A Novel Perioperative Multidose Methadone-Based Multimodal Analgesic Strategy in Children Achieved Safe and Low Analgesic Blood Methadone Levels Enabling Opioid-Sparing Sustained Analgesia With Minimal Adverse Effects

In the context of a resurgence in interest in the perioperative use of methadone, the authors set about expanding an evidence base for multi-dose perioperative methadone use as compared with single dose intraoperative use in major paediatric surgery as part of enhanced recovery (ERAS).

They referred to their previous ‘before and after’ cohort study within a quality improvement programme (QIP) for posterior spinal fixation for idiopathic scoliosis, in which a multidose methadone regimen was compared with PCA opiate use, with a resultant reduction of average length of stay (LOS) from 3 to 2 days and a 23% reduction in average total morphine equivalent usage and a small reduction in average pain scores. In this more recent study, they aimed to provide a pharmacokinetic basis for this observation and to demonstrate an associated low rate of adverse events such as QTc prolongation and respiratory depression.

Of note in their first study, methadone was part of a newly implemented multi-faceted multimodal analgesia regimen with several other components, any or all of which may have contributed to the positive outcomes seen and may not represent a recommendation for methadone use specifically.

Two other studies were referenced: one in which methadone was again only one part of an ERAS protocol and another in which a single intraoperative dose seemed to produce a similar reduction in total morphine equivalent (24%) without any impact on LOS or pain scores. It appeared ERAS was not part of this latter study.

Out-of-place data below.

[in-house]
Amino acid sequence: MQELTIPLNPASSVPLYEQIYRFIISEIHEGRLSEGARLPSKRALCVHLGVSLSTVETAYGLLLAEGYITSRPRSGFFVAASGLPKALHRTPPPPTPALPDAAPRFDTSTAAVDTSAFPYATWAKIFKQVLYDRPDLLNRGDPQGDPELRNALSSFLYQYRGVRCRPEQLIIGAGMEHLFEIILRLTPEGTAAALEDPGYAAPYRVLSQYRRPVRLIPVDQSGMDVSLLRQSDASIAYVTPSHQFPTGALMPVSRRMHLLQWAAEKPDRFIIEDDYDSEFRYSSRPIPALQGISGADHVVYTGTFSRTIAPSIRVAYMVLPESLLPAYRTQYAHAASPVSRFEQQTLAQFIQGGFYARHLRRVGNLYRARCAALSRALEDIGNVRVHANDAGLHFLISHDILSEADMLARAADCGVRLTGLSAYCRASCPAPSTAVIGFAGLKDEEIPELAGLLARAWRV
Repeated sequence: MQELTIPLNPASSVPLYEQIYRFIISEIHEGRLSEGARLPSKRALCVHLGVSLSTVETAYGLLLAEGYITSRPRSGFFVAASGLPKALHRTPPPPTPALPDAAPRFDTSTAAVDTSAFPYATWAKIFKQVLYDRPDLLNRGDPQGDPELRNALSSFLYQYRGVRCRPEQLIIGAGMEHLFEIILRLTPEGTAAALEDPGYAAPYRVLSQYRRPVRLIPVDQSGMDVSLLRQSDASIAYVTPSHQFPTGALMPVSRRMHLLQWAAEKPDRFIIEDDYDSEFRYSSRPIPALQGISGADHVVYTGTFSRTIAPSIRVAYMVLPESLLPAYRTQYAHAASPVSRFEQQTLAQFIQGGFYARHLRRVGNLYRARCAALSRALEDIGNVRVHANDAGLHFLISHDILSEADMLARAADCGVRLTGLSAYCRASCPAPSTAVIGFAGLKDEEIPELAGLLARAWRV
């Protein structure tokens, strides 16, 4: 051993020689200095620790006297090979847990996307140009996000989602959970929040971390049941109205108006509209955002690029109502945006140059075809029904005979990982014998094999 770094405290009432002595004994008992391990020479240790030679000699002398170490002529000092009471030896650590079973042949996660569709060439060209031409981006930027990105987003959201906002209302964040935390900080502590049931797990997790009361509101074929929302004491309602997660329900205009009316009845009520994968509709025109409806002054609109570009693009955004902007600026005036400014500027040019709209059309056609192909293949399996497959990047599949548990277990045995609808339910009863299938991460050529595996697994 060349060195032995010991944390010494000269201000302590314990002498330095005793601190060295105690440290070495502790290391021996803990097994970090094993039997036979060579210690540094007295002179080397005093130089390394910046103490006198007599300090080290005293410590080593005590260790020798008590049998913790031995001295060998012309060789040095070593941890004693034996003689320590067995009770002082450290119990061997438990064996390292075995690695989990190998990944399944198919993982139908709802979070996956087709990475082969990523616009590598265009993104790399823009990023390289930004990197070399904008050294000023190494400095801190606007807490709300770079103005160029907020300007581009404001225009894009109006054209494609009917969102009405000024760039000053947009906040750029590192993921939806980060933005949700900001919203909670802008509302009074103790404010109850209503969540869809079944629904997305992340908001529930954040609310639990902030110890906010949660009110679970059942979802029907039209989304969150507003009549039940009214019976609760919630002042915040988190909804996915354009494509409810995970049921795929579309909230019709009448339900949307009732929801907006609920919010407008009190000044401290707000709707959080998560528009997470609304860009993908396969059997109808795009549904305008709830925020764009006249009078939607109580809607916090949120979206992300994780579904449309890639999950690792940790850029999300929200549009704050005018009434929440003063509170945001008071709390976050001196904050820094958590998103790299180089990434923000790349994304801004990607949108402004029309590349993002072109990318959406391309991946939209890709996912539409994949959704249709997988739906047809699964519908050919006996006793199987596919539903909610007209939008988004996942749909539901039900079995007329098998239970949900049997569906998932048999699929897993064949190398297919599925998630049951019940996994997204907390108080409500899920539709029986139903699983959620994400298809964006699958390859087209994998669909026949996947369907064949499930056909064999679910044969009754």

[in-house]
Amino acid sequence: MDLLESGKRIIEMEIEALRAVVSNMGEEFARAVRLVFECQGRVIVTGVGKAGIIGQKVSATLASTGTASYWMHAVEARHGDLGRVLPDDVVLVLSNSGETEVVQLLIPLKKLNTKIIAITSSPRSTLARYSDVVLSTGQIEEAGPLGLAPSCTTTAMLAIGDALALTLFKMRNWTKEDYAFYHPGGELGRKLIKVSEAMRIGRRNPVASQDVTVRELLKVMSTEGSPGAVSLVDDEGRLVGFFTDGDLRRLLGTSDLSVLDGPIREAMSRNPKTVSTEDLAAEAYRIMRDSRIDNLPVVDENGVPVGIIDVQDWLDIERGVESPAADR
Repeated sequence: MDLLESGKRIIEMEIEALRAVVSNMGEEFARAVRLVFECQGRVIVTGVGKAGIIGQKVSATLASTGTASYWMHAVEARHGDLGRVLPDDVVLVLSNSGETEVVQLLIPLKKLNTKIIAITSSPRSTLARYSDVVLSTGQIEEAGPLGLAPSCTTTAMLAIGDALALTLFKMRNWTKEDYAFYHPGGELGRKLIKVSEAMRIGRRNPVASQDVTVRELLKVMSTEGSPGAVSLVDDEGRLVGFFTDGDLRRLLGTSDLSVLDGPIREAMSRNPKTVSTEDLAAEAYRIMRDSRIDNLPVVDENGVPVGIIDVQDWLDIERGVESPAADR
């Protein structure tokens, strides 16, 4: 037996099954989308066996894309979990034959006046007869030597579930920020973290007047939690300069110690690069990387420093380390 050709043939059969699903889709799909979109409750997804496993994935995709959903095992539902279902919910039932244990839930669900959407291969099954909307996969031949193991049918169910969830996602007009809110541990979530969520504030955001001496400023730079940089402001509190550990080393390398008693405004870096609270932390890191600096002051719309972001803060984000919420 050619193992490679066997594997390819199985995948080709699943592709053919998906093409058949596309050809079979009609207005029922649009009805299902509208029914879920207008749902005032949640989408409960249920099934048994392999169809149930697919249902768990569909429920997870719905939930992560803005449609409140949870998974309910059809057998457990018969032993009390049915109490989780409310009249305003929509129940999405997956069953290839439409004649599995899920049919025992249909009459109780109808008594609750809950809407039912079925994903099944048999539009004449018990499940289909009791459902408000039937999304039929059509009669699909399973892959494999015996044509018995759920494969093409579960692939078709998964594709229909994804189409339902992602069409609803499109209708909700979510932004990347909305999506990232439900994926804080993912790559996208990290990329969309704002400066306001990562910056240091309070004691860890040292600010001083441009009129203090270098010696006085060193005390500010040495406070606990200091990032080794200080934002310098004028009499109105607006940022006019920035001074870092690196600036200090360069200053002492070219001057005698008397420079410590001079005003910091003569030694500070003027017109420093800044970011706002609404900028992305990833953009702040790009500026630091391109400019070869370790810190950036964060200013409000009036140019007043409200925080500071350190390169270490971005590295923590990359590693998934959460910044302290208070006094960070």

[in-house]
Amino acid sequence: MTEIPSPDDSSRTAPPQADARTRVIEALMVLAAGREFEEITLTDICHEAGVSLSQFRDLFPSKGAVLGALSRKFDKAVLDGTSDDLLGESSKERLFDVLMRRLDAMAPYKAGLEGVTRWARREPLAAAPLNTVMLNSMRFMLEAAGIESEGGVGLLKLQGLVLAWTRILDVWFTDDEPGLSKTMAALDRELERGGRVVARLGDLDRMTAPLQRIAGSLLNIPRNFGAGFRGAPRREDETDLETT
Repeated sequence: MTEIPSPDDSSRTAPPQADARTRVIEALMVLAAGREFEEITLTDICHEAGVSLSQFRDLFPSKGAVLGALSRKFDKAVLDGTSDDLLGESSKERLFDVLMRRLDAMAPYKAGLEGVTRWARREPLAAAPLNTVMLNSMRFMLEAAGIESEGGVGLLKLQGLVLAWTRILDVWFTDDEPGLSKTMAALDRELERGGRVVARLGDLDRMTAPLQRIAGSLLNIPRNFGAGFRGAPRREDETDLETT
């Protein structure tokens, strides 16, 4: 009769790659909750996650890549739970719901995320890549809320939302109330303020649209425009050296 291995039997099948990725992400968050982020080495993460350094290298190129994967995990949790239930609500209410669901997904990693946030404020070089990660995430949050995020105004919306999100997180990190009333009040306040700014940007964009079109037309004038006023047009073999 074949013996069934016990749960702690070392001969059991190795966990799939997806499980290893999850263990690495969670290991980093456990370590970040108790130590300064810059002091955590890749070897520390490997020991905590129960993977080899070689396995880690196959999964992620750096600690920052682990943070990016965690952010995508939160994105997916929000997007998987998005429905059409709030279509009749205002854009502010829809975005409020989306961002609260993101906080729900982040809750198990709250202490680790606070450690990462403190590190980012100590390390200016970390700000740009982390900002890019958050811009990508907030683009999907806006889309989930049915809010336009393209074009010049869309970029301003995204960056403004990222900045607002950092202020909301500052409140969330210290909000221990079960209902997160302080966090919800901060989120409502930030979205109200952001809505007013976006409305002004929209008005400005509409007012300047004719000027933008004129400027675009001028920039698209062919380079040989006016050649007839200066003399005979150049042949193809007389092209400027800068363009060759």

Overall, there appeared to be poor evidence that any of the pharmacokinetic trends determined either pain outcomes or adverse events (low R2 values). The sample size of 38 was small and composed of two different surgeries. Consequently, inferences about any outcomes, in particular less common adverse events like QTc prolongation, seemed difficult to make. A report on the total range of QTc values as opposed to an inter-quartile range would have been of more value. There was no indication of the severity of scoliosis and incidence of preoperative restrictive respiratory deficits.

Aside from a potential reduction in PCA usage with associated reduction in nursing burden and cost (up to 10-fold purported), there seemed little evidence of benefit to the patient for the specific use of methadone (whether single or multi-dose) as part of ERAS for major surgery. A randomised study comparing matched ERAS protocols with and without methadone would better answer this question.

Reviewed by Dr David Stoeter